7(a) to facilitate the orderly development throughout Canada of a telecommunications system that serves to safeguard, enrich and strengthen the social and economic fabric of Canada and its regions;…

    7(i) to contribute to the protection of the privacy of persons.
  7. As my Office has noted in previous submissions to the CRTC, while the OPC and CRTC's roles are complementary, they are not redundant, given the difference in functions and powers.Footnote 3 PIPEDA is a statute of general application that applies to diverse industries, while the Telecommunications Act is sector-specific and enables the CRTC to create specific guidelines and regulations to address concerns within the industry.Footnote 4

II - Previous Comments Made by the OPC on Privacy and NG9-1-1

  1. Our Office has previously provided comments to the CRTC with respect to NG9-1-1. In 2013 we provided comments on Telecom Notice of Consultation CRTC 2012-686 — Call for comments re: matters related to 9-1-1. In our submission we noted that it is important to detail privacy considerations at the planning and development stages to ensure personal information is protected at the time of operation and implementation. Further to this point, we would like to add that this is incumbent on identifying the full range of operation, implementation, and policy considerations.
  2. With respect to the scope and scale of data for NG9-1-1, we noted that in addition to voice and location information, it is envisaged that NG9-1-1 will be able to receive text messages, images, video and even information such as health records, and building schematics. It may also be possible for the NG9-1-1 infrastructure to receive communications from automatically triggered sensors, such as automobile automatic collision notification systems, personal medical alert devices, and intelligent transportation systems.Footnote 5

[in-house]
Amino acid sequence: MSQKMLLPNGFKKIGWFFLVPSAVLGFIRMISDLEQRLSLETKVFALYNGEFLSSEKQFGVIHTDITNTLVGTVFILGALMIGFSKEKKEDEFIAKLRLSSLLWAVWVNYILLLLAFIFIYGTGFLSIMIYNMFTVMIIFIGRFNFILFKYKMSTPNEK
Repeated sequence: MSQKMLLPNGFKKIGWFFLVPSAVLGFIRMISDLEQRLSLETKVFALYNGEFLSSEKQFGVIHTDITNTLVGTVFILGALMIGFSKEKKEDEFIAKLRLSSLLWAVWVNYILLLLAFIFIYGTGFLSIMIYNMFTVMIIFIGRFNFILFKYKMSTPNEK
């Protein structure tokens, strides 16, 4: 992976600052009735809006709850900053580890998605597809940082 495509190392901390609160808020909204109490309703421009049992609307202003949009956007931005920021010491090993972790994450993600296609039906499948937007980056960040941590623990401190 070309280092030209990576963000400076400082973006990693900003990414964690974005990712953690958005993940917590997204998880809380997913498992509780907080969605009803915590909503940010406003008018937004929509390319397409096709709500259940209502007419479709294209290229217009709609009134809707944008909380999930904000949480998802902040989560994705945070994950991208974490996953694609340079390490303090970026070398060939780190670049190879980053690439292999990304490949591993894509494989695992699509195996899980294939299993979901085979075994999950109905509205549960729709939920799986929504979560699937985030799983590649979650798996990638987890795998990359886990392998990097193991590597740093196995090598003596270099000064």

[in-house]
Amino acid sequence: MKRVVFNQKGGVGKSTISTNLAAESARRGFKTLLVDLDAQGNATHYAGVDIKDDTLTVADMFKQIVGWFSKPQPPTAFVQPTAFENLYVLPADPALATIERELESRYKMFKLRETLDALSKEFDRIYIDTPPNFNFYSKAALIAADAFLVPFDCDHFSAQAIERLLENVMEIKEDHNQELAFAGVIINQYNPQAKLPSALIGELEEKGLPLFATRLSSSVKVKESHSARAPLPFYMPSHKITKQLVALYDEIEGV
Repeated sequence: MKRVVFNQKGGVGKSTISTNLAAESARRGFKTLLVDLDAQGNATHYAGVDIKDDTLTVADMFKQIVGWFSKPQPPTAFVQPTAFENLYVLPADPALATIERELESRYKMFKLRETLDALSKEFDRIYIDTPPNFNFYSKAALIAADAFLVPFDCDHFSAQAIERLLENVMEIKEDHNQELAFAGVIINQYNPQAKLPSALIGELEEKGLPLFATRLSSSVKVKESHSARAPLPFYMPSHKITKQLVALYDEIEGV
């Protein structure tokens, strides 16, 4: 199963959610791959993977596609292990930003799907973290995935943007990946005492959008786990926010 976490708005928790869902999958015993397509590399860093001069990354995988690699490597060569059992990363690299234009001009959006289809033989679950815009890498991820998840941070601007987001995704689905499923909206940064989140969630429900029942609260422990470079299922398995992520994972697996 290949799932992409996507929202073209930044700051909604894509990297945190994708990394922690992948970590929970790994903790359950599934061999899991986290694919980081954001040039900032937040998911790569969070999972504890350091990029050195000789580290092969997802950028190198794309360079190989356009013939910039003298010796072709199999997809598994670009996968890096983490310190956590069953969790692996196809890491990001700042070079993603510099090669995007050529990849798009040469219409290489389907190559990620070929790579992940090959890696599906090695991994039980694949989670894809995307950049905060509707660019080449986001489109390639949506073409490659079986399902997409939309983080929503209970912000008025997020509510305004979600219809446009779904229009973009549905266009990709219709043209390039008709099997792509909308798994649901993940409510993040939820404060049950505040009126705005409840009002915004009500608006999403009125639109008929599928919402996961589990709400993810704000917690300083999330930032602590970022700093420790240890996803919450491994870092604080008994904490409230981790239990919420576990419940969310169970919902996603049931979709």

3. These transmissions can be made via wireline, wireless, or voice over Internet Protocol (VoIP) telephone services.
  4. As a result, NG9-1-1 has the potential to receive far more data, and potentially much more sensitive data, than traditional wireline 9-1-1 calls.
  5. We appreciate that first responders and other organizations that respond to emergencies often need to have access to personal information. We also appreciate that NG9-1-1 may offer benefits to certain individuals, such as the hearing or visually impaired, to communicate emergency-related information.
  6. To highlight our appreciation of these matters our Office, along with our provincial colleagues, have developed a Privacy Emergency KitFootnote 6 which provides guidance on how personal information can be disclosed under Canada's privacy laws in emergency situations.

III - Addressing Policy Challenges

  1. We support the Commission's existing 9-1-1 policy that name, location, telephone number, and class of service associated with the telephone number are provided for the sole purpose of responding to the 9-1-1 call.Footnote 7 However, we note that NG9-1-1 can involve more than just this information, and as such we support efforts for the existing policy to cover the full range of information associated with a NG9-1-1 transmission.
  2. While we recognize this consultation is limited to issues that fall within the Commission's jurisdiction, we are mindful that NG9-1-1 may involve a range of stakeholders, such as telecommunications service providers, provincial and territorial governments, and local authorities.